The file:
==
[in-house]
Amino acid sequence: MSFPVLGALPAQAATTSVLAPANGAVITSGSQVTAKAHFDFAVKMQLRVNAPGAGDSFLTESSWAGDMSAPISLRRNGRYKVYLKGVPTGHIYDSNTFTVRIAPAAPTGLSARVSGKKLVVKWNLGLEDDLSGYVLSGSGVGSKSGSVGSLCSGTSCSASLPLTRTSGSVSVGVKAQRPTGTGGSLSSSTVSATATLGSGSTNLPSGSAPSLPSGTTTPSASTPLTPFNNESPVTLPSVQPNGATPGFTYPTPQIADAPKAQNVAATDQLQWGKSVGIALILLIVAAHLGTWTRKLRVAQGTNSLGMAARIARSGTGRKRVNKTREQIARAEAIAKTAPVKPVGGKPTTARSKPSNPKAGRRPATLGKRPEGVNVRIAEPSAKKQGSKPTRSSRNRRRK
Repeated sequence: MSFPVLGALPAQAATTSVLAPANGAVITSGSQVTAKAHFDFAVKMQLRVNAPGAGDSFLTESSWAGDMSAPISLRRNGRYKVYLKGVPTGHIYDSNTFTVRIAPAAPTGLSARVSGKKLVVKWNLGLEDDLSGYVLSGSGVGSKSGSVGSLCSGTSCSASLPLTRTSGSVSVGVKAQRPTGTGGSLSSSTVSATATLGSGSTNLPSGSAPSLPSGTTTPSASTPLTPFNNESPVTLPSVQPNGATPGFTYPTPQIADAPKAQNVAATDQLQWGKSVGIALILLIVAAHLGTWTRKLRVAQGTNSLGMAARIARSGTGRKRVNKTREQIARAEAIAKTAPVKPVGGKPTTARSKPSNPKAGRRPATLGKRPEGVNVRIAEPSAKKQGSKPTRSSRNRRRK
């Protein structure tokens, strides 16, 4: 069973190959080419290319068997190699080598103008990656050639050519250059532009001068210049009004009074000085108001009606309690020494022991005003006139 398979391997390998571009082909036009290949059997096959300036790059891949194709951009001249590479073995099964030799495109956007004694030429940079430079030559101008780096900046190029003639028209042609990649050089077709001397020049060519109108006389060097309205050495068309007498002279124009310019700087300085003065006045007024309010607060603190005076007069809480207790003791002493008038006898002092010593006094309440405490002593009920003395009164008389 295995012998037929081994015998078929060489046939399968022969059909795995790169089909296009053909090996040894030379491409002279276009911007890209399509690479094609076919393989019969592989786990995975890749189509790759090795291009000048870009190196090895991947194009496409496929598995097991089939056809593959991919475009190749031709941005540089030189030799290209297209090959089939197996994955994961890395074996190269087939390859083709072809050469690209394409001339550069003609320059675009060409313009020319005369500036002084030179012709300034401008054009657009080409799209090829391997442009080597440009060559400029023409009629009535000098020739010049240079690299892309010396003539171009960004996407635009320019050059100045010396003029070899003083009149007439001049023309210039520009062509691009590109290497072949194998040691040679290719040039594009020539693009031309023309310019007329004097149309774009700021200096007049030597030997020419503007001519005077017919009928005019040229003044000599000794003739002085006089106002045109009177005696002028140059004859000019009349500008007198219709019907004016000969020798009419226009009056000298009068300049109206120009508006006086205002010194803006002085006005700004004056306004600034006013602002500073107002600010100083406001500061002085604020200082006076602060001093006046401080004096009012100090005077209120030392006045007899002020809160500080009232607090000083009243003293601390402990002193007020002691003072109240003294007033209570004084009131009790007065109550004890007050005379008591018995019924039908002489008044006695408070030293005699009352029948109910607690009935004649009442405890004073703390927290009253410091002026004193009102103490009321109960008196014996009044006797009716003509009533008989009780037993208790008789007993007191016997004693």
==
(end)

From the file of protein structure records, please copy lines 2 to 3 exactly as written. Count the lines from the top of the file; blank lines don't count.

Amino acid sequence: MSFPVLGALPAQAATTSVLAPANGAVITSGSQVTAKAHFDFAVKMQLRVNAPGAGDSFLTESSWAGDMSAPISLRRNGRYKVYLKGVPTGHIYDSNTFTVRIAPAAPTGLSARVSGKKLVVKWNLGLEDDLSGYVLSGSGVGSKSGSVGSLCSGTSCSASLPLTRTSGSVSVGVKAQRPTGTGGSLSSSTVSATATLGSGSTNLPSGSAPSLPSGTTTPSASTPLTPFNNESPVTLPSVQPNGATPGFTYPTPQIADAPKAQNVAATDQLQWGKSVGIALILLIVAAHLGTWTRKLRVAQGTNSLGMAARIARSGTGRKRVNKTREQIARAEAIAKTAPVKPVGGKPTTARSKPSNPKAGRRPATLGKRPEGVNVRIAEPSAKKQGSKPTRSSRNRRRK
Repeated sequence: MSFPVLGALPAQAATTSVLAPANGAVITSGSQVTAKAHFDFAVKMQLRVNAPGAGDSFLTESSWAGDMSAPISLRRNGRYKVYLKGVPTGHIYDSNTFTVRIAPAAPTGLSARVSGKKLVVKWNLGLEDDLSGYVLSGSGVGSKSGSVGSLCSGTSCSASLPLTRTSGSVSVGVKAQRPTGTGGSLSSSTVSATATLGSGSTNLPSGSAPSLPSGTTTPSASTPLTPFNNESPVTLPSVQPNGATPGFTYPTPQIADAPKAQNVAATDQLQWGKSVGIALILLIVAAHLGTWTRKLRVAQGTNSLGMAARIARSGTGRKRVNKTREQIARAEAIAKTAPVKPVGGKPTTARSKPSNPKAGRRPATLGKRPEGVNVRIAEPSAKKQGSKPTRSSRNRRRK